• BDEhrman May 10, 2022 at 4:39 pm

      They are definitely Christian holidays. But they may have been celebrated when they were because of teh close temporal connections to holidays people had been celebrating prior to becoming Christian. It’s rather hard to demonstrate, though, definitively.

  12. cbalexander May 10, 2022 at 9:49 am

    Prof. Ehrman,

    Have you read the book After Jesus, Before Christianity by Erin Vearncombe, Brandon Scott, Hal Taussig of the Westar Institute?

    If so, I’d love to hear your response to their primary assertions, especially that when we critique Christianity through the beliefs/eyes of people today, that we miss the many varied narratives that developed along the way. They call this reading history backward (from what we know today), rather than forward (what was most discussed, in evidence, then).

    I think they make a very good case for this, indicating that rather than being on a trajectory of “winning,” what we know as Christianity today, certainly in the early centuries after Jesus’ death, was not debated in the terms that it is today. For instance, they write, “ Most second-century writings by those belonging to communities of the Anointed do not mention Paul.”

    Your reflections on these points or others? Thanks.

    • BDEhrman May 10, 2022 at 5:19 pm

      I haven’t read it. Generally I think the scholars at Westar are very smart and almost always I think they are very wrong. It’s true in this case that most second century writings don’t mention Paul. They don’t mention Matthew, Mark, Luke, or John either. So, well…. If you do want to pursue this issue, my former student Benjamin White wrote a book showing that early Christians were deeply influenced by Paul, contrary to the older view (which these fellows seem to be accepting) that Paul was the “apostle of the heretics” and hterefore shunned by the proto-orthodox. His book is called Remembering Paul.

  13. cbalexander May 11, 2022 at 5:02 pm

    Thanks. I’ll check out Remembering Paul. One clarification: they do not posit that Paul was the “apostle of the heretics,” as I read it, but rather that there was much more variety in beliefs and communities than one would be led to believe from the focus on Paul’s writings throughout the centuries and, of course, his representation in the NT.

    • BDEhrman May 12, 2022 at 12:47 pm

      Yes, they wouldn’t use the term “heresies,” but the varieties they are referring to were called, in teh ancient sources themselves, “heresies.” This, as you many know, has been one of my dominant interests over the years — the varieties of Early Christianity.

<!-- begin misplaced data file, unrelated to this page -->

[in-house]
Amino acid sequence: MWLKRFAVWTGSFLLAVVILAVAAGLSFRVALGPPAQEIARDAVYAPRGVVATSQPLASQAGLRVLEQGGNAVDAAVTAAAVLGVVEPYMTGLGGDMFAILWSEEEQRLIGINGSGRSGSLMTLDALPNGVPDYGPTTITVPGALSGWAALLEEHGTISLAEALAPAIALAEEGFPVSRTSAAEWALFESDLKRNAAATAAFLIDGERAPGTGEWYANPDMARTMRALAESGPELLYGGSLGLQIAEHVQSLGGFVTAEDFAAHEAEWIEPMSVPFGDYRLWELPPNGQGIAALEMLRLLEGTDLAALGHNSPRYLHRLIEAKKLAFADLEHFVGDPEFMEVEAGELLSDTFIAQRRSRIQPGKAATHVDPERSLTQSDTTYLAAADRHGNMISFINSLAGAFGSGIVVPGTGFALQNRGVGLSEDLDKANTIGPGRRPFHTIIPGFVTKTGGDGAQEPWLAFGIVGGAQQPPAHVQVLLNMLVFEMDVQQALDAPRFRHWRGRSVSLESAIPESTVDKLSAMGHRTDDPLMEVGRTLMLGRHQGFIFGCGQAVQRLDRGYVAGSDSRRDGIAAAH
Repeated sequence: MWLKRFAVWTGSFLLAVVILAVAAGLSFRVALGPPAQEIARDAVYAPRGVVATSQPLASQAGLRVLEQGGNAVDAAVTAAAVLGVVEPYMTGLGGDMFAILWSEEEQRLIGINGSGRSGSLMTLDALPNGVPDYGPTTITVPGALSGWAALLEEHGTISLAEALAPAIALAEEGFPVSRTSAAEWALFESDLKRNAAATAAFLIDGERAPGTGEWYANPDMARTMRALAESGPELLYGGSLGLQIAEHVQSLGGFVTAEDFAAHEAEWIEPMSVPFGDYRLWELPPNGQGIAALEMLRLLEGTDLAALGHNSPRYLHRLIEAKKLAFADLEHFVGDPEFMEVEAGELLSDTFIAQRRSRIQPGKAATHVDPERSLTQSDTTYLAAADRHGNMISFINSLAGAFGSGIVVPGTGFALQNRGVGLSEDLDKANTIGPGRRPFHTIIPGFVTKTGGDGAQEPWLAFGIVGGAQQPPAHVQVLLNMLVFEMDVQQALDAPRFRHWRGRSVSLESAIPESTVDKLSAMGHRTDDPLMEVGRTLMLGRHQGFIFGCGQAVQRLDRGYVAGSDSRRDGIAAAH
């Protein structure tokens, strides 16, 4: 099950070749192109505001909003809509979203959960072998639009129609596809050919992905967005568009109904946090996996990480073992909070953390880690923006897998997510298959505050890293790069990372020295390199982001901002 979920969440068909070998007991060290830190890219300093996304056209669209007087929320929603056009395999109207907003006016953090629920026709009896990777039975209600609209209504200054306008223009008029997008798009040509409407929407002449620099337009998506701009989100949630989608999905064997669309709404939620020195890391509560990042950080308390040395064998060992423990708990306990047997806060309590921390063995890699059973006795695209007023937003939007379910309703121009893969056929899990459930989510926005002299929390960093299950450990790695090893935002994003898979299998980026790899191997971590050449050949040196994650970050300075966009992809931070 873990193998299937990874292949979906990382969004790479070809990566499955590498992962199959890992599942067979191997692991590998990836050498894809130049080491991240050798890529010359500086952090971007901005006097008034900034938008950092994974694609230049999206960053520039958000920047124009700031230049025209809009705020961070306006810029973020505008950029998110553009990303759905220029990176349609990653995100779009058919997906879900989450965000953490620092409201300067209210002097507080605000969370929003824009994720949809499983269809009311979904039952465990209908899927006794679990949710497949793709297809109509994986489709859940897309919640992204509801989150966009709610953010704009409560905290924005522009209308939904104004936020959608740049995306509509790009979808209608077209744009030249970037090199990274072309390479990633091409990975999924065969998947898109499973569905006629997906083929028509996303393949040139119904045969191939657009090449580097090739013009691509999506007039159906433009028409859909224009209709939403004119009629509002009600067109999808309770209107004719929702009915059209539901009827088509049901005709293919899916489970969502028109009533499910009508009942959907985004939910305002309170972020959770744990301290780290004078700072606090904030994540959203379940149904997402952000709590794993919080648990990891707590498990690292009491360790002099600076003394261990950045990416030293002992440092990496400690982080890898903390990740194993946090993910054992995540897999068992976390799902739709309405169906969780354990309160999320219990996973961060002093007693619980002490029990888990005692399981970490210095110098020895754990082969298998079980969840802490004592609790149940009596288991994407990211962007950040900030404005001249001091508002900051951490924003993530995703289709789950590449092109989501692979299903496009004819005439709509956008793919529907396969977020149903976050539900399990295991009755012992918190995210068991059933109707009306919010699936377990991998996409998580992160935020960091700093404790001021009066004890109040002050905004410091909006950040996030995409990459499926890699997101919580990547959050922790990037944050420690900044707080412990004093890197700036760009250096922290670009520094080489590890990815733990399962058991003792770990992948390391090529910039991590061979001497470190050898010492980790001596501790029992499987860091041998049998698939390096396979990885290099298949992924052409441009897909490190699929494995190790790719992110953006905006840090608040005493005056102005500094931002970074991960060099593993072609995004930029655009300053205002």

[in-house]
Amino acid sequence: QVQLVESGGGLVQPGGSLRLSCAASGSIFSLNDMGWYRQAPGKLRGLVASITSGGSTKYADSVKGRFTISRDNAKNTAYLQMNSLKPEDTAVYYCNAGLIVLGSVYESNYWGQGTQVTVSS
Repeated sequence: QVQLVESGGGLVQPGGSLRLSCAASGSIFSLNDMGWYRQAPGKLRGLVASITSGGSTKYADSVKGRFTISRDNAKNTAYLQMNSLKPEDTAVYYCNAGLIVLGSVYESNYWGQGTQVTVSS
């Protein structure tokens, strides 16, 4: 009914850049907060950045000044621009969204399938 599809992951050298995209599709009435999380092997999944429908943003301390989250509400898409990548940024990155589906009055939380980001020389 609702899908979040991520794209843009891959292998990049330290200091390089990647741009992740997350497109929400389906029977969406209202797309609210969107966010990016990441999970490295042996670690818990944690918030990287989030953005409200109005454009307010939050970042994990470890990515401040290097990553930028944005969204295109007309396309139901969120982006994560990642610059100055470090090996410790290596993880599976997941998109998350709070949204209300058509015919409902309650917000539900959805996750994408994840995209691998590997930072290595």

14. cbalexander May 13, 2022 at 4:37 pm

    I think their work aligns somewhat with yours in the varieties of early beliefs, orientations They do address heresies and the creation of orthodoxy, which they identify as a Christian invention, juxtaposed with Judaism’s relative acceptance of a variety of beliefs. They don’t believe that Paul had the influence during his time and the first few centuries that you appear to, although clearly Pauline writings were elevated in the canon and came to have great influence in later centuries.

  15. altruitypublicationsllc May 13, 2022 at 8:15 pm

    Today’s basic Christian theory that Jesus suffered and died for the forgiveness of our sins is Paul’s flawed theory, not Jesus’. The Reformation, rather than considering the sale of indulgences a corrupted practice, rather than works, essentially abolished the need for works for salvation, in favor of the vacuous theory of justification by faith alone.
    Jesus’ ministry on behalf of God was the performance of works such as for the poor, the imprisoned, the afflicted, etc. Jesus carried out God’s will and ministry, believing God had abandoned him at the very end. If Jesus was resurrected, it was because of his exemplary life and devotion to God, not because Adam ate forbidden fruit, as Paul would have us believe.
    Jesus provides today’s example for resurrection not Paul. Paul already believed in the resurrection of the body as a Pharisee, Acts 23:6-10, not because of Jesus. Further, long before Jesus, righteous persons found favor with God and were saved. I have to keep this short, so I’ll stop here.